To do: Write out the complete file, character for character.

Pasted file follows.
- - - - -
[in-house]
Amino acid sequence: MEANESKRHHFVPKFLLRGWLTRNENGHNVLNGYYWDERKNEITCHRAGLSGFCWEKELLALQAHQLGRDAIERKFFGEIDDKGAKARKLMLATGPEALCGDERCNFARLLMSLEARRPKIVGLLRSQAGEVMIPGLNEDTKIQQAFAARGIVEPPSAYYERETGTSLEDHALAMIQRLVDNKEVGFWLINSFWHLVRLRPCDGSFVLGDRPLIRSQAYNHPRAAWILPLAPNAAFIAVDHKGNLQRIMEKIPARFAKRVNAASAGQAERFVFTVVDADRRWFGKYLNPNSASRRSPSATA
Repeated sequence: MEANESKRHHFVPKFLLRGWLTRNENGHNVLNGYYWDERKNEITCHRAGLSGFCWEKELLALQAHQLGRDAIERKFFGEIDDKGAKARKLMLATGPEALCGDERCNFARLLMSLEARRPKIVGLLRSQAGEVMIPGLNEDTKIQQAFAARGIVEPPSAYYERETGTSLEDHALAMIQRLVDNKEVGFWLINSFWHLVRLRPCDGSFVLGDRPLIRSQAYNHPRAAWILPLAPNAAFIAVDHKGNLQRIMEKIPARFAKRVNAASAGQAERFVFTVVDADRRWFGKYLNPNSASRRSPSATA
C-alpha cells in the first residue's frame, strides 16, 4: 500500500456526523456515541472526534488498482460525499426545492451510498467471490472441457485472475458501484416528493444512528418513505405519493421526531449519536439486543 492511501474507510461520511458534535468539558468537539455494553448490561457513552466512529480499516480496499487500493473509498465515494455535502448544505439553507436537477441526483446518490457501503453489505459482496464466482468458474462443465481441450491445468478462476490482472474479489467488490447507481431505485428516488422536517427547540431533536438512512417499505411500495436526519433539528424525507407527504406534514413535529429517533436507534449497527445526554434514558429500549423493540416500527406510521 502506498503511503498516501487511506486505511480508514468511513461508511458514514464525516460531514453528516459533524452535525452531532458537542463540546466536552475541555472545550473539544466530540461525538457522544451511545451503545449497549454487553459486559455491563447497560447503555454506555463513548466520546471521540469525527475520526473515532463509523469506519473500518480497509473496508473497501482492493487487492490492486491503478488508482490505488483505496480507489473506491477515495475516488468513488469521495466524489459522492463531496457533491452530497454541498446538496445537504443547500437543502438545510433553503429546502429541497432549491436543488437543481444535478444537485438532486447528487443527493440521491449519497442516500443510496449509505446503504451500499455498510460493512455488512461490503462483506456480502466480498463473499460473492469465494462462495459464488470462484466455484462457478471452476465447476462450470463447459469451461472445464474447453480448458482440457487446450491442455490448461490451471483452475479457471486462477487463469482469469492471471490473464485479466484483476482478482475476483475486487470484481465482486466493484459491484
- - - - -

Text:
[in-house]
Amino acid sequence: MEANESKRHHFVPKFLLRGWLTRNENGHNVLNGYYWDERKNEITCHRAGLSGFCWEKELLALQAHQLGRDAIERKFFGEIDDKGAKARKLMLATGPEALCGDERCNFARLLMSLEARRPKIVGLLRSQAGEVMIPGLNEDTKIQQAFAARGIVEPPSAYYERETGTSLEDHALAMIQRLVDNKEVGFWLINSFWHLVRLRPCDGSFVLGDRPLIRSQAYNHPRAAWILPLAPNAAFIAVDHKGNLQRIMEKIPARFAKRVNAASAGQAERFVFTVVDADRRWFGKYLNPNSASRRSPSATA
Repeated sequence: MEANESKRHHFVPKFLLRGWLTRNENGHNVLNGYYWDERKNEITCHRAGLSGFCWEKELLALQAHQLGRDAIERKFFGEIDDKGAKARKLMLATGPEALCGDERCNFARLLMSLEARRPKIVGLLRSQAGEVMIPGLNEDTKIQQAFAARGIVEPPSAYYERETGTSLEDHALAMIQRLVDNKEVGFWLINSFWHLVRLRPCDGSFVLGDRPLIRSQAYNHPRAAWILPLAPNAAFIAVDHKGNLQRIMEKIPARFAKRVNAASAGQAERFVFTVVDADRRWFGKYLNPNSASRRSPSATA
C-alpha cells in the first residue's frame, strides 16, 4: 500500500456526523456515541472526534488498482460525499426545492451510498467471490472441457485472475458501484416528493444512528418513505405519493421526531449519536439486543 492511501474507510461520511458534535468539558468537539455494553448490561457513552466512529480499516480496499487500493473509498465515494455535502448544505439553507436537477441526483446518490457501503453489505459482496464466482468458474462443465481441450491445468478462476490482472474479489467488490447507481431505485428516488422536517427547540431533536438512512417499505411500495436526519433539528424525507407527504406534514413535529429517533436507534449497527445526554434514558429500549423493540416500527406510521 502506498503511503498516501487511506486505511480508514468511513461508511458514514464525516460531514453528516459533524452535525452531532458537542463540546466536552475541555472545550473539544466530540461525538457522544451511545451503545449497549454487553459486559455491563447497560447503555454506555463513548466520546471521540469525527475520526473515532463509523469506519473500518480497509473496508473497501482492493487487492490492486491503478488508482490505488483505496480507489473506491477515495475516488468513488469521495466524489459522492463531496457533491452530497454541498446538496445537504443547500437543502438545510433553503429546502429541497432549491436543488437543481444535478444537485438532486447528487443527493440521491449519497442516500443510496449509505446503504451500499455498510460493512455488512461490503462483506456480502466480498463473499460473492469465494462462495459464488470462484466455484462457478471452476465447476462450470463447459469451461472445464474447453480448458482440457487446450491442455490448461490451471483452475479457471486462477487463469482469469492471471490473464485479466484483476482478482475476483475486487470484481465482486466493484459491484